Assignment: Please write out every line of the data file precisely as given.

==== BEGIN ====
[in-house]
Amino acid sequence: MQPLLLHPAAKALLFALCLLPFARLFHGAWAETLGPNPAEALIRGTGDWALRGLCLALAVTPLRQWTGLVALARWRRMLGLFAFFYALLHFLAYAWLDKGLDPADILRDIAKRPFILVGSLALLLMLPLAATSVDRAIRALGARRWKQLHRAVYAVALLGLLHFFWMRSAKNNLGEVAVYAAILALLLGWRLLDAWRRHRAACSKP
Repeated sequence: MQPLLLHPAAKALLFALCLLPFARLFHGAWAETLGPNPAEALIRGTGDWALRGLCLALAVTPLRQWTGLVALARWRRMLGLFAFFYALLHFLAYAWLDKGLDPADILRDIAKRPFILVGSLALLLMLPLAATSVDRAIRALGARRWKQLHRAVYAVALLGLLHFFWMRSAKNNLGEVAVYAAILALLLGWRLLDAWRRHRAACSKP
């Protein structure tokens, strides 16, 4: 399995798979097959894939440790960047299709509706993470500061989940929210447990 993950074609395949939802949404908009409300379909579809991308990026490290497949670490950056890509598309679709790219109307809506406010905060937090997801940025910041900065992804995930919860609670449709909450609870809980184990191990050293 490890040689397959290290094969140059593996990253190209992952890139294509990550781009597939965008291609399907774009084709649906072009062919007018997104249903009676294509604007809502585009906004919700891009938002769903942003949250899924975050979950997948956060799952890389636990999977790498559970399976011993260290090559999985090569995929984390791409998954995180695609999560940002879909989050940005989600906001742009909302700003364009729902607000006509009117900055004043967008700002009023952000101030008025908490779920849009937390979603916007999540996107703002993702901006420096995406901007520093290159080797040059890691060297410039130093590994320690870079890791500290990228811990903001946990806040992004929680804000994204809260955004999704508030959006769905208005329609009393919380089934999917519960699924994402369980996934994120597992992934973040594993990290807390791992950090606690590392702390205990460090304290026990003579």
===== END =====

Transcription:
[in-house]
Amino acid sequence: MQPLLLHPAAKALLFALCLLPFARLFHGAWAETLGPNPAEALIRGTGDWALRGLCLALAVTPLRQWTGLVALARWRRMLGLFAFFYALLHFLAYAWLDKGLDPADILRDIAKRPFILVGSLALLLMLPLAATSVDRAIRALGARRWKQLHRAVYAVALLGLLHFFWMRSAKNNLGEVAVYAAILALLLGWRLLDAWRRHRAACSKP
Repeated sequence: MQPLLLHPAAKALLFALCLLPFARLFHGAWAETLGPNPAEALIRGTGDWALRGLCLALAVTPLRQWTGLVALARWRRMLGLFAFFYALLHFLAYAWLDKGLDPADILRDIAKRPFILVGSLALLLMLPLAATSVDRAIRALGARRWKQLHRAVYAVALLGLLHFFWMRSAKNNLGEVAVYAAILALLLGWRLLDAWRRHRAACSKP
């Protein structure tokens, strides 16, 4: 399995798979097959894939440790960047299709509706993470500061989940929210447990 993950074609395949939802949404908009409300379909579809991308990026490290497949670490950056890509598309679709790219109307809506406010905060937090997801940025910041900065992804995930919860609670449709909450609870809980184990191990050293 490890040689397959290290094969140059593996990253190209992952890139294509990550781009597939965008291609399907774009084709649906072009062919007018997104249903009676294509604007809502585009906004919700891009938002769903942003949250899924975050979950997948956060799952890389636990999977790498559970399976011993260290090559999985090569995929984390791409998954995180695609999560940002879909989050940005989600906001742009909302700003364009729902607000006509009117900055004043967008700002009023952000101030008025908490779920849009937390979603916007999540996107703002993702901006420096995406901007520093290159080797040059890691060297410039130093590994320690870079890791500290990228811990903001946990806040992004929680804000994204809260955004999704508030959006769905208005329609009393919380089934999917519960699924994402369980996934994120597992992934973040594993990290807390791992950090606690590392702390205990460090304290026990003579």